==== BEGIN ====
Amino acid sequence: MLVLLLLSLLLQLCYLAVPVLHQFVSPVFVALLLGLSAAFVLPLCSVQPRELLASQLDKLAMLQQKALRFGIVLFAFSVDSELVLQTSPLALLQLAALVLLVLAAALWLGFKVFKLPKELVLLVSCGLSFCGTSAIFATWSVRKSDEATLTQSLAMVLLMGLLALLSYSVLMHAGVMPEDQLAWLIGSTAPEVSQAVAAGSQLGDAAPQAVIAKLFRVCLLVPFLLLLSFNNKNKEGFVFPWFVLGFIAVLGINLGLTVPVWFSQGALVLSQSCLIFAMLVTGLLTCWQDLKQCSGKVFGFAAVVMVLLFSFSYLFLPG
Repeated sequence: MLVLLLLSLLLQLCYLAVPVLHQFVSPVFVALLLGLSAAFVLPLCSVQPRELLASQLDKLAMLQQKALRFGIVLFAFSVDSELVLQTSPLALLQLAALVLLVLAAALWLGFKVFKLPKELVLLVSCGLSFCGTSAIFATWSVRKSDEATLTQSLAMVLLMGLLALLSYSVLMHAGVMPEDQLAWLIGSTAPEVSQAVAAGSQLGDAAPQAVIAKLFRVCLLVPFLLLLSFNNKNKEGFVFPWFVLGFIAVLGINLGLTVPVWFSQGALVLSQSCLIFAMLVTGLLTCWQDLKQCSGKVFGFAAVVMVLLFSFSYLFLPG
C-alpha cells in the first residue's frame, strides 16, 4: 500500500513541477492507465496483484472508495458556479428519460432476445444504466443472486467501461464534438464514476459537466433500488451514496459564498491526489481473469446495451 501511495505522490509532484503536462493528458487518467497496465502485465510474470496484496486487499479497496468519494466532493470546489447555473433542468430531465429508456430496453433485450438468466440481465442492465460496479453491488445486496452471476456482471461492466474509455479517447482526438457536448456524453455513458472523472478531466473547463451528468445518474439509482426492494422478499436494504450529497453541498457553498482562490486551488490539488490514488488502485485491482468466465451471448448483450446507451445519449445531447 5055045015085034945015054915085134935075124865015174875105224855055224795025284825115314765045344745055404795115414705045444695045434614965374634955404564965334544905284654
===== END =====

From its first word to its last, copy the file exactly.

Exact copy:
Amino acid sequence: MLVLLLLSLLLQLCYLAVPVLHQFVSPVFVALLLGLSAAFVLPLCSVQPRELLASQLDKLAMLQQKALRFGIVLFAFSVDSELVLQTSPLALLQLAALVLLVLAAALWLGFKVFKLPKELVLLVSCGLSFCGTSAIFATWSVRKSDEATLTQSLAMVLLMGLLALLSYSVLMHAGVMPEDQLAWLIGSTAPEVSQAVAAGSQLGDAAPQAVIAKLFRVCLLVPFLLLLSFNNKNKEGFVFPWFVLGFIAVLGINLGLTVPVWFSQGALVLSQSCLIFAMLVTGLLTCWQDLKQCSGKVFGFAAVVMVLLFSFSYLFLPG
Repeated sequence: MLVLLLLSLLLQLCYLAVPVLHQFVSPVFVALLLGLSAAFVLPLCSVQPRELLASQLDKLAMLQQKALRFGIVLFAFSVDSELVLQTSPLALLQLAALVLLVLAAALWLGFKVFKLPKELVLLVSCGLSFCGTSAIFATWSVRKSDEATLTQSLAMVLLMGLLALLSYSVLMHAGVMPEDQLAWLIGSTAPEVSQAVAAGSQLGDAAPQAVIAKLFRVCLLVPFLLLLSFNNKNKEGFVFPWFVLGFIAVLGINLGLTVPVWFSQGALVLSQSCLIFAMLVTGLLTCWQDLKQCSGKVFGFAAVVMVLLFSFSYLFLPG
C-alpha cells in the first residue's frame, strides 16, 4: 500500500513541477492507465496483484472508495458556479428519460432476445444504466443472486467501461464534438464514476459537466433500488451514496459564498491526489481473469446495451 501511495505522490509532484503536462493528458487518467497496465502485465510474470496484496486487499479497496468519494466532493470546489447555473433542468430531465429508456430496453433485450438468466440481465442492465460496479453491488445486496452471476456482471461492466474509455479517447482526438457536448456524453455513458472523472478531466473547463451528468445518474439509482426492494422478499436494504450529497453541498457553498482562490486551488490539488490514488488502485485491482468466465451471448448483450446507451445519449445531447 5055045015085034945015054915085134935075124865015174875105224855055224795025284825115314765045344745055404795115414705045444695045434614965374634955404564965334544905284654